Lars B Andersen, Founder and MD of Arty Lobster, said: “Our pets give us unconditional love, so it’s not surprising that we want to treat them like other members of the family and want to give them something special at Christmas.”

Lars B Andersen, Founder and MD of Arty Lobster

Lars B Andersen, Founder and MD of Arty Lobster

Lars added: “Our research suggests that we’re spending millions as a nation on our pets with the festive season proving to be a particular time to treat our four-legged best friends.”

The latest estimated figures suggest there are approximately 20 million pet owners in the UK (excluding fish) with 8.5 million dogs and 7.4 million cats, and that one in two households now owns a pet**.

*Britons’ spending on pets surpassed £4.6bn for the first time in 2015, according to Euromonitor data.

**Latest available estimated figures from the Pet Food Manufacturers’ Association (PFMA).

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Pair Of Pigs Get Licence To Trot So They Can Be Taken For A Walk


A pair of porkers have been given a licence to trot after their owners got a special permit to take them on pig walkies – on a lead.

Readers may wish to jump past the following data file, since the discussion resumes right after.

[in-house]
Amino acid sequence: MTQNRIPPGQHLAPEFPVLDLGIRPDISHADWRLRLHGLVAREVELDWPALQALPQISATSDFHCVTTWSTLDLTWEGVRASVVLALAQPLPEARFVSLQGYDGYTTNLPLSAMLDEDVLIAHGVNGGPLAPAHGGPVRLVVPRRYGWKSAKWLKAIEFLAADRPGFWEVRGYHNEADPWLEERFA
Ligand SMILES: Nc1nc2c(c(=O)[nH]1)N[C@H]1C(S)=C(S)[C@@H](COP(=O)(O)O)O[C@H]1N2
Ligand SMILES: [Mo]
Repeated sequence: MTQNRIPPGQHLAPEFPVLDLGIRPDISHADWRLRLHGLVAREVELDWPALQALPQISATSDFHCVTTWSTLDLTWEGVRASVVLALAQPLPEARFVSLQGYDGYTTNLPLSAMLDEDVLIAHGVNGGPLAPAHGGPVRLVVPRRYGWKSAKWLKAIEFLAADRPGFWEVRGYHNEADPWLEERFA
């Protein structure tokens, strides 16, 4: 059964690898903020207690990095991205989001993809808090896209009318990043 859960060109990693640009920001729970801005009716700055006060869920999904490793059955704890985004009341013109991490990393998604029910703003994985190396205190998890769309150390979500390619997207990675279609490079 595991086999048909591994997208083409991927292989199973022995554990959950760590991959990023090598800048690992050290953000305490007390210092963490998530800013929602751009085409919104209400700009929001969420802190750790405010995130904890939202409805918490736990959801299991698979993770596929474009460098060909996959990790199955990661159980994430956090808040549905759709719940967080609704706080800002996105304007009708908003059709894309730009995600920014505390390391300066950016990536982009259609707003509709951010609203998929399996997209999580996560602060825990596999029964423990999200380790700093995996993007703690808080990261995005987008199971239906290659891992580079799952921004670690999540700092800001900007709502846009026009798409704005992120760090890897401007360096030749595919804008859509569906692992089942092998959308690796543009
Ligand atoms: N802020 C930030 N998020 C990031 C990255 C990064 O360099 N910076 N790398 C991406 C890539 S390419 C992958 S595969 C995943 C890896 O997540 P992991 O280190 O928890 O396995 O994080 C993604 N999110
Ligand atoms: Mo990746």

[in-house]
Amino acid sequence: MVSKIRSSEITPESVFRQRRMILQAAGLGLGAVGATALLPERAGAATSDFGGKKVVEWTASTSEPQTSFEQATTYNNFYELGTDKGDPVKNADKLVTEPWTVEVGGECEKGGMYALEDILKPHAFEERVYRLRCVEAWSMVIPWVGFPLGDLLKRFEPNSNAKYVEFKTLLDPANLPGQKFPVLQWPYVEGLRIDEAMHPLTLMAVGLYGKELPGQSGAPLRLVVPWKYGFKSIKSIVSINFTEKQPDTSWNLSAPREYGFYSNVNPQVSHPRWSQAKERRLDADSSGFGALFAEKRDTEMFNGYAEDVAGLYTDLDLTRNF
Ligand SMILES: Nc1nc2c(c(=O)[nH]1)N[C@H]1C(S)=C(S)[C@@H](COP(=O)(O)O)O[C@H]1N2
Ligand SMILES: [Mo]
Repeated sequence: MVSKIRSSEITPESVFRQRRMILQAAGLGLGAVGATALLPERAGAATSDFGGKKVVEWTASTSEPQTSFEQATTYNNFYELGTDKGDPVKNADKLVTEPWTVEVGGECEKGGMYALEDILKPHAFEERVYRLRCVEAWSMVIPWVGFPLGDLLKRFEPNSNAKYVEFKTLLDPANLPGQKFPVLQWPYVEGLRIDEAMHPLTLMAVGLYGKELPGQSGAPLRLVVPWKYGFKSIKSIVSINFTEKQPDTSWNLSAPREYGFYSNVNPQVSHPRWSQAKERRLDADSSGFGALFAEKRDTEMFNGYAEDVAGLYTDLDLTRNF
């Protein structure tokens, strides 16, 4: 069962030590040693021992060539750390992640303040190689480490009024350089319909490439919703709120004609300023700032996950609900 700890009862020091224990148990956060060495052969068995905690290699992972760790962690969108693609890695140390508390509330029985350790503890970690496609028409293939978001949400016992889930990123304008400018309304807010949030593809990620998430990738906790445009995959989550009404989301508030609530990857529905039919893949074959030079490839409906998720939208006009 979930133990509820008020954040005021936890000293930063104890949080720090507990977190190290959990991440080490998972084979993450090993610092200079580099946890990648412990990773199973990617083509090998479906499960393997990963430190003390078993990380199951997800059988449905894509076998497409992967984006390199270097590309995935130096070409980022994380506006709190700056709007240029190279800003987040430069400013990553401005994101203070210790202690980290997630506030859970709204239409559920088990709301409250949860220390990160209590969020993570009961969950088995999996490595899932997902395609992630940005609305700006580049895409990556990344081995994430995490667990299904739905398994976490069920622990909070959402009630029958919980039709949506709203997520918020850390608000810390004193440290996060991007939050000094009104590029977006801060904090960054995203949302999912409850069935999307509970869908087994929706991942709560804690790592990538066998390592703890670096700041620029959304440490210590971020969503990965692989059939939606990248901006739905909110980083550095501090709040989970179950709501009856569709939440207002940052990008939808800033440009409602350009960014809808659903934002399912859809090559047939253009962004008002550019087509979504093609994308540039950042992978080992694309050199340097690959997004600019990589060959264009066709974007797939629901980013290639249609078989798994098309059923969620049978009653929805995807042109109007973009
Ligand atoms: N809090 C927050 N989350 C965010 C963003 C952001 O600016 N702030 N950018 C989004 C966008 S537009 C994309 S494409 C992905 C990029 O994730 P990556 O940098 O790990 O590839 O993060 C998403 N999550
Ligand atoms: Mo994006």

The Kunakuna pigs, called Mabel and Betsy, enjoy a stroll down a popular canal path as part of their trotting regime after their owners got special permission for the route.

Staff at the care centre for adults with additional needs, where the duo live, needed the special licence for the monthly outing due to foot and mouth restrictions which classes the walk as ‘transportation’.

Ben Wright regularly takes Mabel and Betsy the Kunekune pigs for walks

Ben Wright regularly takes Mabel and Betsy the Kunekune pigs for walks

Ben Wright, 30, Managing Director at the Waves Centre in Slaithwaite, West Yorks., said:

“We get some double takes from about 50 metres away and people look and expect to see a dog.

“And they get a bit closer and the penny drops – and the dog’s reaction is honestly priceless.

“But it’s great because it introduces Waves to people and the pigs get some exercise too – which they do need.”

Ben added: “From us it is important for our members because they’ve been looked after and cared for all their lives – and it’s nice for them to do the caring themselves.”

The centre only has one harness for Betsy and Mabel so the pair have to take it in turns for a work out – and taking time out to munch on leaves in the process.

It is a special occasion when the two pigs go for the walk – because they only venture out on the expedition about 12 times a year.

Speaking about the idea, Ben added: “We got the pigs two years ago and it was starting to get popular and we settled on the kunakuna pigs because they are miniature compared to the real things.